Figure 3 shows cumulative distributions of the period ratio in the vicinity of the 2:1 and 3:2 meanmotion resonances for these three groups. The conclusions are the same as for Fig. 2. We performed KS tests on the distributions given in Fig. 3 to check the statistical significance of the observed differences between the three distributions. The KS test gives the probability of obtaining distributions at least as different as the observed ones with random samplings following the same underlying law. This probability is 0.08% for groups 1 and 3. It is thus very unlikely that both empirical distributions come from the same underlying law and are this different just by chance. When comparing the intermediate group (2) with the two extreme groups (1 and 3), the differences are of course less significant and the probabilities given by the KS test are 3.5% (groups 1 and 2) and 10% (groups 2 and 3).
Therefore, we conclude that the distance to the star does have a statistically significant impact on the distribution of the period ratio of planet pairs. Very closein systems (P_{1}< 5 d) are not found in resonance and are very often found in external circulation, while for the farthest systems (P_{1} ≥ 15 d), both populations (commensurability and external circulation) are equivalent with a slight excess of systems in commensurability. While a strong dependency on the distance to the star arises naturally within the framework of tidal dissipation, the other possible mechanisms would require additional consideration to explain the data.
3. Conclusion
We showed that the distribution of the period ratio among pairs of planets depends on the distance of the planets to the star. For closein systems no planet pair in firstorder meanmotion
resonances (2:1, 3:2) is detected, and there is an excess of planets in external circulation, that is close to the resonance, but with a period ratio higher than the resonant value. For the farthest systems, slightly more pairs are in commensurability than there are in external circulation. Using a KS test to compare these two distributions, we obtained a pvalue of 0.08% and conclude that the differences we observe are statistically significant. Some observational biases might contaminate the data sets, but it seems very unlikely that the differences we observe between closein and farther systems arise from these biases. Tidal dissipation raised by the star on the planets naturally explains these observations because this effect strongly depends on the distance to the star and is much stronger for closein systems.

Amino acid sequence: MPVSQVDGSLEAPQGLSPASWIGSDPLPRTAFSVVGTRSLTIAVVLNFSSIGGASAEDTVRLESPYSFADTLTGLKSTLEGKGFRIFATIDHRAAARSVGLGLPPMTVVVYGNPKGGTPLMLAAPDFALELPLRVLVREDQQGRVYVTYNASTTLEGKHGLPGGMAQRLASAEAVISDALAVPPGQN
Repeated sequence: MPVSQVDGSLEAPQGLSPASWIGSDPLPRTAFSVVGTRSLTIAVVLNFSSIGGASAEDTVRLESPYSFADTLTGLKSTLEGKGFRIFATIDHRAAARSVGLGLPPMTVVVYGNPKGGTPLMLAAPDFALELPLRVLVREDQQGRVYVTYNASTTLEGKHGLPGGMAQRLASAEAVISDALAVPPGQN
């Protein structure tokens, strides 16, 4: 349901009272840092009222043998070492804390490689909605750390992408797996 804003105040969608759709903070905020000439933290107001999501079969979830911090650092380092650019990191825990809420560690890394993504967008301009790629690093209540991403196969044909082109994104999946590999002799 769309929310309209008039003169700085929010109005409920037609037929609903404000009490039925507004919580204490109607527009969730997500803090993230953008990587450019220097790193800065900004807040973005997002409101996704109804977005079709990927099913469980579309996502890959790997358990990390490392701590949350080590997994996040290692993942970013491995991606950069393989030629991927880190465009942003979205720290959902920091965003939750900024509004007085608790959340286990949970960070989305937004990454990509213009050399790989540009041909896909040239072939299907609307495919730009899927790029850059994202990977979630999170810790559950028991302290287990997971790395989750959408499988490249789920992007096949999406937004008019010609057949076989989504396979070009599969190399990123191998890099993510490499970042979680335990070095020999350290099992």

These observations together with the new scenario of formation we proposed recently (still involving the tidal dissipation, but with a faster evolution of the period ratio, see Delisle et al. 2014, Sect. 5) favor a strong influence of tidal dissipation at the origin of the excess of planets in external circulation in the Kepler data.
Lee et al. (2013) considered the same scenario of resonance departure at low eccentricities as in previous studies (Papaloizou & Terquem 2010; Papaloizou 2011; Lithwick & Wu 2012; Delisle et al. 2012; Batygin & Morbidelli 2013).
Acknowledgments
We thank Stéphane Udry for useful advice. This work has been supported by PNPCNRS, CS of Paris Observatory, and PICS05998 FrancePortugal program.
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All Figures
Fig. 1 Distribution of the period ratio between pairs of planets close to the 2:1 and 3:2 meanmotion resonances. The distributions around both resonances are accumulated to obtain a more meaningful set of systems. These statistics are obtained from the Q1Q16 KOI catalog (Batalha et al. 2013). The origin of the xaxis is the exact commensurability of the periods (resonant systems) and is highlighted with a red strip. Negative values correspond to internal circulation (P_{2}/P_{1}< (p + 1) /p), positive values to external circulation (P_{2}/P_{1}> (p + 1) /p). We observe a strong excess of systems in external circulation, with P_{2}/P_{1} − (p + 1) /p ≈ 2 × 10^{2}. 

In the text 
Fig. 2 Same as Fig. 1, but the statistics are computed using different subsets of KOI pairs depending on the period of the inner planet (P_{1}). We divide the data set into three groups: P_{1}< 5 d (top), 5 d ≤ P_{1}< 15 d (middle) and P_{1} ≥ 15 d (bottom). See text for discussion. 

In the text 
Fig. 3 Cumulative distributions of planet pairs in the vicinity of the 2:1 and 3:2 meanmotion resonances (the statistics of both resonances are accumulated) for the three groups defined in Fig. 2 (see also Sect. 2) Using KS tests to compare these distributions, we obtain pvalues of 0.08% (red and blue distributions), 10% (blue and green), and 3.5% (green and red). See text for discussion. 

In the text